Buying a home always has its challenges. But in a seller’s market, buyers need to be totally prepared and focused — and ready to jump on the right opportunity.
Educate yourself about the Kitsap real estate market.
Every buyer’s situation is unique, and every property may need a different approach. But knowing what to expect in the current market will prepare you to make more calculated decisions. Read my quick summary of the current Kitsap County housing market here:
Consider proven tactics to strengthen your offer.
As an agent, I will never pressure you to take risks you don’t feel comfortable with. At the same time, I’ll be honest with you about your odds of success. You need intel on your competition (what other buyers are doing).
Your motivation should factor into the game plan. Do you need to be more aggressive, in order to get under contract to buy a home quickly? Or can you be patient, and take a more conservative approach, knowing it might require more time or compromise?
In either situation, I can provide guidance so that you can feel confident in your home search. Here are some of the tactics you can employ to make your offer stand out.
Buyers can promise to purchase the property as-is, without a professional home inspection contingency. Note that this decision is risky, since there may be costly hidden defects such as mold, termites, foundation cracks, or roof leaks. Sometimes, sellers may also allow (or even provide) a pre-sale inspection report, to avoid having to negotiate any repairs later.
Free Seller Rent-Back
Sometimes, sellers request additional time to move out after the closing date. They may need extra time to pack, or their future housing may not be available yet. And they may need the funds from closing to help cover moving expenses. Buyers can offer a free rental agreement, allowing the seller possession of the home for days or even weeks after closing.
Appraisal Gap Coverage
If the home doesn’t appraise for the full sale price, it jeopardizes the buyer’s loan approval. The contract must be re-negotiated, or the transaction will terminate. To avoid this, buyers can commit to bringing additional cash to the table, if necessary. They can promise to put this additional money down to cover some or all of the difference between the sale price and appraised value.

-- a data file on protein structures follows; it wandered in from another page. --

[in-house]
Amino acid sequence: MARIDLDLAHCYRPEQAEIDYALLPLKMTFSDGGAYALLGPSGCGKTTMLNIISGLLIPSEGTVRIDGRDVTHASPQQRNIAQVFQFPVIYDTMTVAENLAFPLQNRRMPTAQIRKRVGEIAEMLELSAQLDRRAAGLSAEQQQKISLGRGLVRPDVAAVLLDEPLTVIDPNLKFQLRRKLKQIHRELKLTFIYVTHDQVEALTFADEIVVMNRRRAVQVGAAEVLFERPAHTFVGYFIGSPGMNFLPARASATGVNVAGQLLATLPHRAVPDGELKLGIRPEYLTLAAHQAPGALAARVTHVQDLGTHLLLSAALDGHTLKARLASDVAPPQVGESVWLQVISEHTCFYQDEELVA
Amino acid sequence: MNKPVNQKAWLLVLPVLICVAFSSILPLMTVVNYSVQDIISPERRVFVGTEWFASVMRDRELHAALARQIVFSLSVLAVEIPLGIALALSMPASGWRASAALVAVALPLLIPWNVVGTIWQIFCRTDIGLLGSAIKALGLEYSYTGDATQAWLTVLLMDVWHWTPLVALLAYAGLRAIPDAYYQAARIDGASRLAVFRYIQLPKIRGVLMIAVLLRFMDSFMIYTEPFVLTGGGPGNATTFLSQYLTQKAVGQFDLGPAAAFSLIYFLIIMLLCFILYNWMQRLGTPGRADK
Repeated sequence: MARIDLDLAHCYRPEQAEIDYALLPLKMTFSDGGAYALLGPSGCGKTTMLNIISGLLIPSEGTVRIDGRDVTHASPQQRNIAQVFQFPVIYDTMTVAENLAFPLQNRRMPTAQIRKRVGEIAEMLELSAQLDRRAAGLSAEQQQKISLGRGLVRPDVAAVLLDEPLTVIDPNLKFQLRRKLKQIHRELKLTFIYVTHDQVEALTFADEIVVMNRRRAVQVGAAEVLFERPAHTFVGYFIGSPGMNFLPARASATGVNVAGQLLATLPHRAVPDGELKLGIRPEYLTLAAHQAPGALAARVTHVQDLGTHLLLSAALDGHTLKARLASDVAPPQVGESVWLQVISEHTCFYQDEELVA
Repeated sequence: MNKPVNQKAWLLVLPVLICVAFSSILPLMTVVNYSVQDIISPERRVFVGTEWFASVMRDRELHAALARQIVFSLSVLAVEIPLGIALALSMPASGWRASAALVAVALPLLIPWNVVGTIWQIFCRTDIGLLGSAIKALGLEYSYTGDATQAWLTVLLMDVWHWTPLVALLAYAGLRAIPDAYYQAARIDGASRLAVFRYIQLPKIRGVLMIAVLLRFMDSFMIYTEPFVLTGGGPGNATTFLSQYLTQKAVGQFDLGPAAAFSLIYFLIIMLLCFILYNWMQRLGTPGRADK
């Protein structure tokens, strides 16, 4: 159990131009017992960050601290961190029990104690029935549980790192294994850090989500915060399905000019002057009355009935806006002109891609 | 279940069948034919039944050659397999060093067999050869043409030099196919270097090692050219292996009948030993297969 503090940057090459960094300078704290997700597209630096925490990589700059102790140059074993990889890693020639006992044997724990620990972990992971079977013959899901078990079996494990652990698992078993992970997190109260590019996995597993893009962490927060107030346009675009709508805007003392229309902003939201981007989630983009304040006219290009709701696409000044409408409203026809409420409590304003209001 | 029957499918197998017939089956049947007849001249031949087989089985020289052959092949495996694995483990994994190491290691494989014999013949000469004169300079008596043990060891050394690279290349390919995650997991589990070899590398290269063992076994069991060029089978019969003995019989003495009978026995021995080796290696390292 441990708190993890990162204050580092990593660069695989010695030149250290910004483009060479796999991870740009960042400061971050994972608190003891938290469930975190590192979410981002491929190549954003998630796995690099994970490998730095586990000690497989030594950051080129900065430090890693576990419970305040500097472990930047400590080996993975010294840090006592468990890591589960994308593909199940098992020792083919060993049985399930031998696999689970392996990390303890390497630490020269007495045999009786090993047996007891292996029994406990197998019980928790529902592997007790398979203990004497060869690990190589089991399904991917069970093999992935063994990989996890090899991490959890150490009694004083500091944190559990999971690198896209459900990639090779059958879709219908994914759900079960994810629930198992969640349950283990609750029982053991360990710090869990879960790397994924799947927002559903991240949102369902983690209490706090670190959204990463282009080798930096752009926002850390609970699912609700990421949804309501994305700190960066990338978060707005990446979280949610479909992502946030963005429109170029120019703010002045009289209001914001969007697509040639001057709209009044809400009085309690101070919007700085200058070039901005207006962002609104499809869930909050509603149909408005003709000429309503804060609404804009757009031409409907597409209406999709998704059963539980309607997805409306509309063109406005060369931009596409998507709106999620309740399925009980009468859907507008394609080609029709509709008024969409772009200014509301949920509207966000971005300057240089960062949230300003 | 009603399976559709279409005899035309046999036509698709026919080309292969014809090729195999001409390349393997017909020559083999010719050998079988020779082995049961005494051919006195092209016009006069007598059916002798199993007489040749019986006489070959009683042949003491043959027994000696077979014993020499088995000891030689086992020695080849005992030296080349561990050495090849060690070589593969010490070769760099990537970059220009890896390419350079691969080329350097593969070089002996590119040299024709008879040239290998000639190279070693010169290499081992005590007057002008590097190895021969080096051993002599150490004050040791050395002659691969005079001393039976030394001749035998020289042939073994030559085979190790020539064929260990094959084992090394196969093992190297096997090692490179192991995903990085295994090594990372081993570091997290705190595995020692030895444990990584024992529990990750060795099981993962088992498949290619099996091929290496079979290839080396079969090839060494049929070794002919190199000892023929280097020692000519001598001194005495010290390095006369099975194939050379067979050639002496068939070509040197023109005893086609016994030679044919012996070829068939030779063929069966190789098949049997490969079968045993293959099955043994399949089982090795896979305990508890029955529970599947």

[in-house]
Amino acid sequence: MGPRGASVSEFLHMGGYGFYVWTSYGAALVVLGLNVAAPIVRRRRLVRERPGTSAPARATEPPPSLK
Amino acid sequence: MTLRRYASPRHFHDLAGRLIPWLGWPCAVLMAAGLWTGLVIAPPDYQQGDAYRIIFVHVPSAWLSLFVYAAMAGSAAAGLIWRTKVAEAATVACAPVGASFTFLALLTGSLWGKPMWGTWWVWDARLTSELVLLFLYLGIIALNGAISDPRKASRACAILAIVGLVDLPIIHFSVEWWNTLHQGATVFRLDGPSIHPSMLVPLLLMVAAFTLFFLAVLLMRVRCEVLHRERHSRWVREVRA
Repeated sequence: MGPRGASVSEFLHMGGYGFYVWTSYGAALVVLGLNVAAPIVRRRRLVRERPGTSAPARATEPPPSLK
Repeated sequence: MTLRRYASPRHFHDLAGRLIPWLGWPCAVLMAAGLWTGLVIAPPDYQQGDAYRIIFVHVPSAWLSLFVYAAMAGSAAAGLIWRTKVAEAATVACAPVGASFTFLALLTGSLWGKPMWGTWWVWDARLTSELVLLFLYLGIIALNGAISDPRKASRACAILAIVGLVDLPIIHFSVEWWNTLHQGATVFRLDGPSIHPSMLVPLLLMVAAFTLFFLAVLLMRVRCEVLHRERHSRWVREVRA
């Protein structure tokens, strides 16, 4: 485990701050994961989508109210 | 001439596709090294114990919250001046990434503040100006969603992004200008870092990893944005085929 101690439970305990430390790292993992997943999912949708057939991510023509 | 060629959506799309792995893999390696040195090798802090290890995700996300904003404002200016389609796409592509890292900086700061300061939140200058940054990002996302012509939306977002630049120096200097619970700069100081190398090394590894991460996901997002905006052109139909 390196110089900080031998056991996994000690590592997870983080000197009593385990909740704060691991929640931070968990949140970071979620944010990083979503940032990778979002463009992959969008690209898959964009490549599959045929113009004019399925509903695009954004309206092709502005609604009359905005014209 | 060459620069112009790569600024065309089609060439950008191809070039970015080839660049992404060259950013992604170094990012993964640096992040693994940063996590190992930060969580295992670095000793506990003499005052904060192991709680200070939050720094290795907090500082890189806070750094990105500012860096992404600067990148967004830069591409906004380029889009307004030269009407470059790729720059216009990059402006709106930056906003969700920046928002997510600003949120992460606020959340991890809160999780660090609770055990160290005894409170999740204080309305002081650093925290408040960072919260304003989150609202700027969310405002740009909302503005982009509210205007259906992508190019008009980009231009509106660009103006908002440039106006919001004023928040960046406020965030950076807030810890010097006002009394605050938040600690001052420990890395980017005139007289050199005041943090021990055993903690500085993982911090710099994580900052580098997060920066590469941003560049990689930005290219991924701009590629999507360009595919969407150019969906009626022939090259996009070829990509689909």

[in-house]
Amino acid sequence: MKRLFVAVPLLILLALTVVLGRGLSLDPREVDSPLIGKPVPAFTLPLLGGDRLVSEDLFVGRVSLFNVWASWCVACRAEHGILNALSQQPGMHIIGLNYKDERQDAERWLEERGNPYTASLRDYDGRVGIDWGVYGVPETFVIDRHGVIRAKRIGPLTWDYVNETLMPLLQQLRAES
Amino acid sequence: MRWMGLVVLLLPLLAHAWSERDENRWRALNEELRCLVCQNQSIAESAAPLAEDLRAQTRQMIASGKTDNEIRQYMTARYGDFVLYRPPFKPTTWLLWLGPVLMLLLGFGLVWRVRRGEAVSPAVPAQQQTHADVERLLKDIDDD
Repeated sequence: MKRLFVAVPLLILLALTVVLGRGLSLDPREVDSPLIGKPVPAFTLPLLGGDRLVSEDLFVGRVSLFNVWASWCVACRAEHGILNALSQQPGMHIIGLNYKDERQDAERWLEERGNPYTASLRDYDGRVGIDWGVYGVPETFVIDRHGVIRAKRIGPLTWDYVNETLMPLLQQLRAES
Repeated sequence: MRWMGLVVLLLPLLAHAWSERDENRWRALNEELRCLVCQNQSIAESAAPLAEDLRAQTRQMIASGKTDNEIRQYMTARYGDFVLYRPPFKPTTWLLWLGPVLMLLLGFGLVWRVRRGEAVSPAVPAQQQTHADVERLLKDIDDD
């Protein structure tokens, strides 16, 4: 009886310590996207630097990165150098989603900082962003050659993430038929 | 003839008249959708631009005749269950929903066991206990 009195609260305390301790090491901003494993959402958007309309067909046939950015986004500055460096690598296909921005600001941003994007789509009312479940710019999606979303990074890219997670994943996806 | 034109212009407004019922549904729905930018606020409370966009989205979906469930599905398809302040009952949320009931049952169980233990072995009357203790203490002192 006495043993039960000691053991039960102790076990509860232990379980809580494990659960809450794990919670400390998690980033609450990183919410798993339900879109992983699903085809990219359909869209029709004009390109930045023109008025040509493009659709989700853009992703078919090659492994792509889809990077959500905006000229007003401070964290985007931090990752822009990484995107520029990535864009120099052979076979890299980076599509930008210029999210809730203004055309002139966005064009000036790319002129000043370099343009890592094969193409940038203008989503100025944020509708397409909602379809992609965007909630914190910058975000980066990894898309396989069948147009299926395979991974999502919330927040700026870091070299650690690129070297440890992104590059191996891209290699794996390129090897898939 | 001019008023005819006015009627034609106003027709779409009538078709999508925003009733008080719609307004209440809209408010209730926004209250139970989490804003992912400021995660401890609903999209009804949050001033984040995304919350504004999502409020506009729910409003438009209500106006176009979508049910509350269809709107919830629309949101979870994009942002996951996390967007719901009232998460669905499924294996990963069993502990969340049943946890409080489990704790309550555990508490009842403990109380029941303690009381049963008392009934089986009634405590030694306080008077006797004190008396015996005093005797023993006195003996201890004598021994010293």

Increased Earnest Money
Earnest money is basically a good-faith deposit. It helps buyers prove they are serious about purchasing. It’s typically 1-2% of the total sale price and is held in an escrow account until closing. The earnest money is typically applied to the buyer’s down payment or closing costs. But the buyer forfeits that money if they breach the contract (or back out of the deal for reasons that aren’t allowed). Aggressive buyers sometimes increase the amount of earnest money. Or they may offer to make some of it non-refundable, or release it to the sellers early… which is very risky.
Waiving Other Contingencies
An offer contingency is a condition that must be met before the sale transaction can be completed. If the criteria aren’t met, the buyers are entitled to a full refund of their earnest money. Sellers want as few contingencies as possible since they increase the odds of having to go back on the market. Depending on the buyer’s financing and property characteristics, some common contingencies could be waived. These may include the Appraisal Contingency, Title Contingency, Financing Contingency, Well or Septic Inspection, etc. It is important to discuss the various risks involved with your agent and your lender.